Everyone chuckled, and the Grand Army man rubbed his kneeswith a spasm of childish delight.
"Harve never was much account for anything practical, and heshore was never fond of work," began the coal-and-lumber dealer. "I mind the last time he was home; the day he left, when the oldman was out to the barn helpin' his hand hitch up to takeHarve to the train, and Cal Moots was patchin' up the fence, Harve,he come out on the step and sings out, in his ladylike voice: 'CalMoots, Cal Moots! please come cord my trunk.'"
"That's Harve for you," approved the Grand Army mangleefully."I kin hear him howlin' yet when he was a big fellerin long pants and his mother used to whale him with a rawhide inthe barn for lettin' the cows git foundered in the cornfield whenhe was drivin' 'em home from pasture.He killed a cow of minethat-a-way onc't——a pure Jersey and the best milker I had, an'the ole man had to put up for her.Harve, he was watchin' thesun set acros't the marshes when the anamile got away; he arguedthat sunset was oncommon fine."
"Where the old man made his mistake was in sending the boyEast to school," said Phelps, stroking his goatee and speaking ina deliberate, judicial tone."There was where he got his headfull of traipsing to Paris and all such folly.What Harveneeded, of all people, was a course in some first-class KansasCity business college."
The letters were swimming before Steavens's eyes.Was itpossible that these men did not understand, that the palm on thecoffin meant nothing to them?The very name of their town wouldhave remained forever buried in the postal guide had it not beennow and again mentioned in the world in connection with HarveyMerrick's.He remembered what his master had said to him on theday of his death, after the congestion of both lungs had shut offany probability of recovery, and the sculptor had asked his pupilto send his body home."It's not a pleasant place to be lyingwhile the world is moving and doing and bettering," he had saidwith a feeble smile, "but it rather seems as though we ought togo back to the place we came from in the end.The townspeoplewill come in for a look at me; and after they have had their sayI shan't have much to fear from the judgment of God.The wingsof the Victory, in there"——with a weak gesture toward his studio——will not shelter me."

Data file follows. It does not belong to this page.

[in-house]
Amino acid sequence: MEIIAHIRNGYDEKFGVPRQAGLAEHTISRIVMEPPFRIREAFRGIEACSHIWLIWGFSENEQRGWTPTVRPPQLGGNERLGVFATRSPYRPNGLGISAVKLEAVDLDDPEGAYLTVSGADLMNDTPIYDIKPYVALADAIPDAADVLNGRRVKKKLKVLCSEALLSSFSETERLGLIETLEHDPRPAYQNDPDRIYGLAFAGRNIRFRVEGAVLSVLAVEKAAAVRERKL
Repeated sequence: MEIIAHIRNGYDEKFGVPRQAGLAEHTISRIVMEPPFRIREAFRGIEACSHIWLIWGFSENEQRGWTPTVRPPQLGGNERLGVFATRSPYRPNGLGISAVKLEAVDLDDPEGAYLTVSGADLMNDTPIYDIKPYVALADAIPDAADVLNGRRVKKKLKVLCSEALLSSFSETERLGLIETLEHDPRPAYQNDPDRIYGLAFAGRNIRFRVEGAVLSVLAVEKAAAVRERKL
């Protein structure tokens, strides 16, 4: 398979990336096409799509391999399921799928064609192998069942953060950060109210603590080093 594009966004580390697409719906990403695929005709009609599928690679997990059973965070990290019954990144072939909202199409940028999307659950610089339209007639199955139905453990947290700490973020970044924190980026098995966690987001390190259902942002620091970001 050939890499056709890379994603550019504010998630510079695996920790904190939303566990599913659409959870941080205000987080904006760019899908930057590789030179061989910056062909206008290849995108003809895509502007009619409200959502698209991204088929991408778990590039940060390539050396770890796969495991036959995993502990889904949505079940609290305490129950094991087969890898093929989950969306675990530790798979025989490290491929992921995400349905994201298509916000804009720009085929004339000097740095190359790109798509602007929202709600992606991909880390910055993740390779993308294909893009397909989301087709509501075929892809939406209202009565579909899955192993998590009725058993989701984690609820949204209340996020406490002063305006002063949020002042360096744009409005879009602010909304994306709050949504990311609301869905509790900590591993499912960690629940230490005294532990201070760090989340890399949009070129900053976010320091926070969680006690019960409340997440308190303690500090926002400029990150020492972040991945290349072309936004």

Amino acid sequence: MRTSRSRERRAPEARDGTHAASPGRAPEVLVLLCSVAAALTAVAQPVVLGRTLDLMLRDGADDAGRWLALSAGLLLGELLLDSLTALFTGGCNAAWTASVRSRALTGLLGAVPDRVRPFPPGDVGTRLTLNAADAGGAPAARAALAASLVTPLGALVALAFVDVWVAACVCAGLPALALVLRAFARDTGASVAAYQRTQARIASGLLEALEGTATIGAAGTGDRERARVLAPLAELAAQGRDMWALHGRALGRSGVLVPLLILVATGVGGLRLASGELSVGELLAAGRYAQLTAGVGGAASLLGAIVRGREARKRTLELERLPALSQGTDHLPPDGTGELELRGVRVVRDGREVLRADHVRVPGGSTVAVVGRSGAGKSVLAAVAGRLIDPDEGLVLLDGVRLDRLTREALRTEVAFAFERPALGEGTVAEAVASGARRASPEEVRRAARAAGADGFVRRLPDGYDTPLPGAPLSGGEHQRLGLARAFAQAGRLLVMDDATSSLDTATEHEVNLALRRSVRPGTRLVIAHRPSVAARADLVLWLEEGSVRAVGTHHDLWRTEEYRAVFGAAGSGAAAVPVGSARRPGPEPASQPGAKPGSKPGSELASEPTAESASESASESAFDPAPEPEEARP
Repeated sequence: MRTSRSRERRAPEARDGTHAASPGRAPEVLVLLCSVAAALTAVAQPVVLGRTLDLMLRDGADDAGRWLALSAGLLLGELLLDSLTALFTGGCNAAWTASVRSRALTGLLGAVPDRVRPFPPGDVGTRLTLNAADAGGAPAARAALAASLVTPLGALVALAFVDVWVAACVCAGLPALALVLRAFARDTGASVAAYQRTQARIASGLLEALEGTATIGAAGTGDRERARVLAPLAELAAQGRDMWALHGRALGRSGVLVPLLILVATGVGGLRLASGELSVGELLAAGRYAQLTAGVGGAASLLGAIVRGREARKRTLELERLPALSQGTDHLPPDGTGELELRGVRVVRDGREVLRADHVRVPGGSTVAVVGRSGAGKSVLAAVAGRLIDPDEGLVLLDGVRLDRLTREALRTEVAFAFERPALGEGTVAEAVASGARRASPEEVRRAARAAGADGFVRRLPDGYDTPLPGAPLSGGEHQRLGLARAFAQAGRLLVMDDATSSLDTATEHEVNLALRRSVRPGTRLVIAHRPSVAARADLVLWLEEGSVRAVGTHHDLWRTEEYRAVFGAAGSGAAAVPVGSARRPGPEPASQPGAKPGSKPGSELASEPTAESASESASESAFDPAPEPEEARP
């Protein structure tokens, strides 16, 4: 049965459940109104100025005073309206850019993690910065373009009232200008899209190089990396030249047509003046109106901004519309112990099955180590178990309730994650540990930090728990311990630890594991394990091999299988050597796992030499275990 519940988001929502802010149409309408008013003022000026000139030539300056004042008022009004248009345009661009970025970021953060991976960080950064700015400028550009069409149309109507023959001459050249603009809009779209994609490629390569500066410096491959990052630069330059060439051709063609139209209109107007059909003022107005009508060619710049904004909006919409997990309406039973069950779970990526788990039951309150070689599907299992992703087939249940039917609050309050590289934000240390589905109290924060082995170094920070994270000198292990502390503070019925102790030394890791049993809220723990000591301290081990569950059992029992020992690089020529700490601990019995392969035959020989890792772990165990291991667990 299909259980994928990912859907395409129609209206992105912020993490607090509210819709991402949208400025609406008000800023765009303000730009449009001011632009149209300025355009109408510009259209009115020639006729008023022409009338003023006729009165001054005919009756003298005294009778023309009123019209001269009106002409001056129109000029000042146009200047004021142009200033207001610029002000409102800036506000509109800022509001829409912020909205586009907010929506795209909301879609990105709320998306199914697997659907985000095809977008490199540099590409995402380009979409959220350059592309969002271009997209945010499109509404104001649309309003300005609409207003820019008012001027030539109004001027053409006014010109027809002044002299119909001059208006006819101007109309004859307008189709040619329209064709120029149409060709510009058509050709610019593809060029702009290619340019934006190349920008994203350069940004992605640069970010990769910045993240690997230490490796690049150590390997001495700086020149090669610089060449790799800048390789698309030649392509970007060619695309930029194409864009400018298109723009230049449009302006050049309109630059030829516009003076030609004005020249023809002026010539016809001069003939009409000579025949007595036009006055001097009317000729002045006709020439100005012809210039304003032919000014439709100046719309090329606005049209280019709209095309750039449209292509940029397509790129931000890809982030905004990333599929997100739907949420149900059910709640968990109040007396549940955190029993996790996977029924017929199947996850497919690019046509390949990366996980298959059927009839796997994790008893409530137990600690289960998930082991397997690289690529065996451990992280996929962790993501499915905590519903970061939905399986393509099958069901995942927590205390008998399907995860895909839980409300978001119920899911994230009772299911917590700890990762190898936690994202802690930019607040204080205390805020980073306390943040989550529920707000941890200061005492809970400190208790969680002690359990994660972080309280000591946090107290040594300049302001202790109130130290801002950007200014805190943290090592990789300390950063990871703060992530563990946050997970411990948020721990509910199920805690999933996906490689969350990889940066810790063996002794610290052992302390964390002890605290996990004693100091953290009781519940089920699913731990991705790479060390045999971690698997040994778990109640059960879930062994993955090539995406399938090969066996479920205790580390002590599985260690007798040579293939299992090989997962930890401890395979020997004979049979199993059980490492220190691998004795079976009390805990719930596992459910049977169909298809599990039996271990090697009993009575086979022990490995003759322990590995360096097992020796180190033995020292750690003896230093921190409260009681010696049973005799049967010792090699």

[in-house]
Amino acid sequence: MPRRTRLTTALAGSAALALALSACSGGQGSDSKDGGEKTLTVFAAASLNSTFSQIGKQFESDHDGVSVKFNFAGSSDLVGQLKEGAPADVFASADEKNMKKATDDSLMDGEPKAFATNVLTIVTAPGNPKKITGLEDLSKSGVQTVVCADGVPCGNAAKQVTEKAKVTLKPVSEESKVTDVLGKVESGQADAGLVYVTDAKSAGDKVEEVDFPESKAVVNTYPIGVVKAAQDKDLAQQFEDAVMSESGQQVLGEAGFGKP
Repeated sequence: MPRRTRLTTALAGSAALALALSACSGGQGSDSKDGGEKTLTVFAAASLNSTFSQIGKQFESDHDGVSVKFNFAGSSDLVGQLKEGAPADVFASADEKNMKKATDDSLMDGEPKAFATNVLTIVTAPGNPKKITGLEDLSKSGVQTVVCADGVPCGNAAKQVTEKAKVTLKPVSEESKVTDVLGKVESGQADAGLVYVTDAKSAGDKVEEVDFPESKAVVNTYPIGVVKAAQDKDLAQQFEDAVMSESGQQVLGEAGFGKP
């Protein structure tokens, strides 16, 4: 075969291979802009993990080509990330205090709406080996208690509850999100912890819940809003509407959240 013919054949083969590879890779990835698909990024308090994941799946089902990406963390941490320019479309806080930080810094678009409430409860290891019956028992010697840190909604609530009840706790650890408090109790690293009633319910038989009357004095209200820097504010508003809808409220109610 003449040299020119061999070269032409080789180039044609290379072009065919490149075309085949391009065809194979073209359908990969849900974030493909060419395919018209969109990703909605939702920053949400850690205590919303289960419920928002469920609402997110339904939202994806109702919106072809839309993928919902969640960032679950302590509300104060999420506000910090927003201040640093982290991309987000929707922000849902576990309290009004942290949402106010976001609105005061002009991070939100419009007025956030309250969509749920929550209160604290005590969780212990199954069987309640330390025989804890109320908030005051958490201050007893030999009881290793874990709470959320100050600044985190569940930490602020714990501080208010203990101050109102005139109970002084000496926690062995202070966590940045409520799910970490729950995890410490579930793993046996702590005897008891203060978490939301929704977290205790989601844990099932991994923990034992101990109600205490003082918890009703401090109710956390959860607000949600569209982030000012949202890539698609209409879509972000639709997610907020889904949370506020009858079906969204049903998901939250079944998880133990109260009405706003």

The cattleman took up the comment."Forty's young for aMerrick to cash in; they usually hang on pretty well.Probablyhe helped it along with whisky."
"His mother's people were not long-lived, and Harvey neverhad a robust constitution," said the minister mildly.He wouldhave liked to say more.He had been the boy's Sunday-schoolteacher, and had been fond of him; but he felt that he was not ina position to speak.His own sons had turned out badly, and itwas not a year since one of them had made his last trip home inthe express car, shot in a gambling house in the Black Hills.
"Nevertheless, there is no disputin' that Harve frequentlylooked upon the wine when it was red, also variegated, and itshore made an oncommon fool of him," moralized the cattleman.
Just then the door leading into the parlor rattled loudly,and everyone started involuntarily, looking relieved when onlyJim Laird came out.His red face was convulsed with anger, andthe Grand Army man ducked his head when he saw the spark in hisblue, bloodshot eye.They were all afraid of Jim; he was adrunkard, but he could twist the law to suit his client's needsas no other man in all western Kansas could do; and there weremany who tried.The lawyer closed the door gently behind him,leaned back against it and folded his arms, cocking his head alittle to one side.When he assumed this attitude in thecourtroom, ears were always pricked up, as it usually foretold aflood of withering sarcasm.
"I've been with you gentlemen before," he began in a dry,even tone, "when you've sat by the coffins of boys born andraised in this town; and, if I remember rightly, you were neverany too well satisfied when you checked them up.What's thematter, anyhow?Why is it that reputable young men are as scarceas millionaires in Sand City?It might almost seem to a strangerthat there was some way something the matter with yourprogressive town.Why did Ruben Sayer, the brightest younglawyer you ever turned out, after he had come home from theuniversity as straight as a die, take to drinking and forge acheck and shoot himself?Why did Bill Merrit's son die of theshakes in a saloon in Omaha?Why was Mr. Thomas's son, here,shot in a gambling house?Why did young Adams burn his mill tobeat the insurance companies and go to the pen?"